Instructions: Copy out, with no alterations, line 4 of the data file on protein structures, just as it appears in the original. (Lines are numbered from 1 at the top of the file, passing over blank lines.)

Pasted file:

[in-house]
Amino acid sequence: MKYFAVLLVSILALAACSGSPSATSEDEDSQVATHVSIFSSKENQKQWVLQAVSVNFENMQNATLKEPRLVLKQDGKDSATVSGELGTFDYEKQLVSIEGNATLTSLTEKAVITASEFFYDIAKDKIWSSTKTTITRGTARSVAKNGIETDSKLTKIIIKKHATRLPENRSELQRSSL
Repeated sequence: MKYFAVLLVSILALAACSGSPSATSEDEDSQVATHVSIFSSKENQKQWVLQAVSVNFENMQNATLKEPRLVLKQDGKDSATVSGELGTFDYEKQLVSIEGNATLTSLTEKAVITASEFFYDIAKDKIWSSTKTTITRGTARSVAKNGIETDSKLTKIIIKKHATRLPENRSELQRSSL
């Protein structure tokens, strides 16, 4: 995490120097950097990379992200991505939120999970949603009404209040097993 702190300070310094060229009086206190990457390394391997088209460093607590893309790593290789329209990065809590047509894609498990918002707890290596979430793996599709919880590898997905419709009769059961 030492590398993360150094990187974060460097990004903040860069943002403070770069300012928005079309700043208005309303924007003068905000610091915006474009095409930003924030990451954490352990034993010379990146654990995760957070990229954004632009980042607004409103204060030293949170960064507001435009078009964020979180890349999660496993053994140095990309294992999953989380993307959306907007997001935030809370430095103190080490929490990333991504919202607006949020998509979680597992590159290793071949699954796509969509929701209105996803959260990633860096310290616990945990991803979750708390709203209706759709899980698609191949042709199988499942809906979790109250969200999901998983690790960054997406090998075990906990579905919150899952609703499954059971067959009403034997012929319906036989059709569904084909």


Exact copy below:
């Protein structure tokens, strides 16, 4: 995490120097950097990379992200991505939120999970949603009404209040097993 702190300070310094060229009086206190990457390394391997088209460093607590893309790593290789329209990065809590047509894609498990918002707890290596979430793996599709919880590898997905419709009769059961 030492590398993360150094990187974060460097990004903040860069943002403070770069300012928005079309700043208005309303924007003068905000610091915006474009095409930003924030990451954490352990034993010379990146654990995760957070990229954004632009980042607004409103204060030293949170960064507001435009078009964020979180890349999660496993053994140095990309294992999953989380993307959306907007997001935030809370430095103190080490929490990333991504919202607006949020998509979680597992590159290793071949699954796509969509929701209105996803959260990633860096310290616990945990991803979750708390709203209706759709899980698609191949042709199988499942809906979790109250969200999901998983690790960054997406090998075990906990579905919150899952609703499954059971067959009403034997012929319906036989059709569904084909």